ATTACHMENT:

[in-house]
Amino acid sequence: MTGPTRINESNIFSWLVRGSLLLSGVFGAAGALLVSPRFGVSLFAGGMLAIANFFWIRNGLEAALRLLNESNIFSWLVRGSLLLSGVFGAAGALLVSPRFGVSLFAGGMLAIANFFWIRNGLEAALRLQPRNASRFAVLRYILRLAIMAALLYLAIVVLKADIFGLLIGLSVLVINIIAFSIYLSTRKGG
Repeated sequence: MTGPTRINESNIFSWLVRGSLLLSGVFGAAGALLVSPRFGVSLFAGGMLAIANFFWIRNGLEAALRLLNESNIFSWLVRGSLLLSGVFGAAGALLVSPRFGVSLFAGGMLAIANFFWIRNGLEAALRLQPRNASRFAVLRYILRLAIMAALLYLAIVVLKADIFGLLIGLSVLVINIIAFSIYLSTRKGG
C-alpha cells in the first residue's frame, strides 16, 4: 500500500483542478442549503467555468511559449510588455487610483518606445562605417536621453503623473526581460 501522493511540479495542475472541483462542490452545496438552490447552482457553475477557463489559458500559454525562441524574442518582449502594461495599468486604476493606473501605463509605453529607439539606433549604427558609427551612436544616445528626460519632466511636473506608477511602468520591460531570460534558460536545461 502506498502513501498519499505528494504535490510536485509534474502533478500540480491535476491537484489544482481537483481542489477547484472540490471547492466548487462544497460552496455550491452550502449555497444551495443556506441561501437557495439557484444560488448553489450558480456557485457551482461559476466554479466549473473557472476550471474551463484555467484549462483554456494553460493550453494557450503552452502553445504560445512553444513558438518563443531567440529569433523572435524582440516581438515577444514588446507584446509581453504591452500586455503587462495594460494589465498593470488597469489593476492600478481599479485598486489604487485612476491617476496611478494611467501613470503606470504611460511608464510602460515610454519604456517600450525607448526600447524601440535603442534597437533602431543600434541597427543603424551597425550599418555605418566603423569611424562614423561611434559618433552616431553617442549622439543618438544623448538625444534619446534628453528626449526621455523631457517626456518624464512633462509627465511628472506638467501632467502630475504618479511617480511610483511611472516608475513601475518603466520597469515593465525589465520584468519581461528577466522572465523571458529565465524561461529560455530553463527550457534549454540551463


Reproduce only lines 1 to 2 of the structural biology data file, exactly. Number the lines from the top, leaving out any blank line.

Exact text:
[in-house]
Amino acid sequence: MTGPTRINESNIFSWLVRGSLLLSGVFGAAGALLVSPRFGVSLFAGGMLAIANFFWIRNGLEAALRLLNESNIFSWLVRGSLLLSGVFGAAGALLVSPRFGVSLFAGGMLAIANFFWIRNGLEAALRLQPRNASRFAVLRYILRLAIMAALLYLAIVVLKADIFGLLIGLSVLVINIIAFSIYLSTRKGG